Harper is scheduled to address the Australian parliament days after the APEC summit, a speech that’s expected to highlight the convergence of Canadian and Australian interests on the world stage – particularly on energy issues and in designing a post-Kyoto strategy for tackling climate change.

Howard – who shares with Harper a broadly conservative political agenda and a generally supportive stance toward the Bush administration – is expected to get a boost from Harper’s speech on the brink of an Australian election this fall.

“Anything called a Global Nuclear Energy Partnership that is U.S.-led is the wrong way to go,” Green party Leader Elizabeth May told CanWest News Service this week. “The way to go in monitoring and controlling nuclear power is to stay with the international agencies that were formed for this purpose, such as the International Atomic Energy Agency.”

The IAEA, along with Britain, participated as an observer at a GNEP meeting earlier this year. Next month’s GNEP meeting in Austria is taking place on the sidelines of the IAEA general assembly.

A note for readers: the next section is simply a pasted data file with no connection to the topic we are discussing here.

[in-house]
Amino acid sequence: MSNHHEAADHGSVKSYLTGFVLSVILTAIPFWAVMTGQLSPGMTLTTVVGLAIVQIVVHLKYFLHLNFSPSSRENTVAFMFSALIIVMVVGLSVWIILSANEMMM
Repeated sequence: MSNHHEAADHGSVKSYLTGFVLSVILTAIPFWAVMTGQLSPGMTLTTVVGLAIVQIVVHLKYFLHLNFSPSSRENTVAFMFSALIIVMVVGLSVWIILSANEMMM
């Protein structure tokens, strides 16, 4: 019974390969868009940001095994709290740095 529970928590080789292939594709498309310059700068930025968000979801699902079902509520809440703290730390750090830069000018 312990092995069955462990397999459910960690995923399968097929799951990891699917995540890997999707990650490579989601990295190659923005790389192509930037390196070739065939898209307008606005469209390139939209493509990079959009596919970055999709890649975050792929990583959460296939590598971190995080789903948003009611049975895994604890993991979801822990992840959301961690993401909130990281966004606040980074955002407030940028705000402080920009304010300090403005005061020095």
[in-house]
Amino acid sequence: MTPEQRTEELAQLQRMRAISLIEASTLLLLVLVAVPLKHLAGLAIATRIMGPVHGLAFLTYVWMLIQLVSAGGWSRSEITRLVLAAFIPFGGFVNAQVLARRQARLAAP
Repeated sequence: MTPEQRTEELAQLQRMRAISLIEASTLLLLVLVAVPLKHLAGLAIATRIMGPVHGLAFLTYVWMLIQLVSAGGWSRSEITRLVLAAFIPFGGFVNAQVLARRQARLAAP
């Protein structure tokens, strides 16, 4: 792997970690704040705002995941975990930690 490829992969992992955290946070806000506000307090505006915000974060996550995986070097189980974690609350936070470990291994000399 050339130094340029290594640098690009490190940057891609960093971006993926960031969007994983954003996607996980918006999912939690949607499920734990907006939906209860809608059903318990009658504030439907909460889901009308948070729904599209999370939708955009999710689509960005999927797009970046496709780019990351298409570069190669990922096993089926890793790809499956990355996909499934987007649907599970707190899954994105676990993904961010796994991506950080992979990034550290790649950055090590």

May insisted that even a rapid international increase in nuclear power production won’t “make a dent” in the effort to curb global greenhouse gas emissions.

And the “self-serving” U.S.-led promotion of nuclear power will come with “a huge risk of more uranium activity around the world. It’s going to become a major political item on the agenda. There’s already an unprecedented pressure for new uranium mining in Canada.”

The federal NDP’s environment critic Nathan Cullen Wednesday denounced “Harper’s secrecy” in exploring what he called the “Bush-Howard scheme” to promote nuclear energy around the world.

“The debate has been muted, but it’s getting on the radar,” Cullen said. “We need to expose this to Canadians, to get these negotiations out into the light of day.”
© CanWest News Service 2007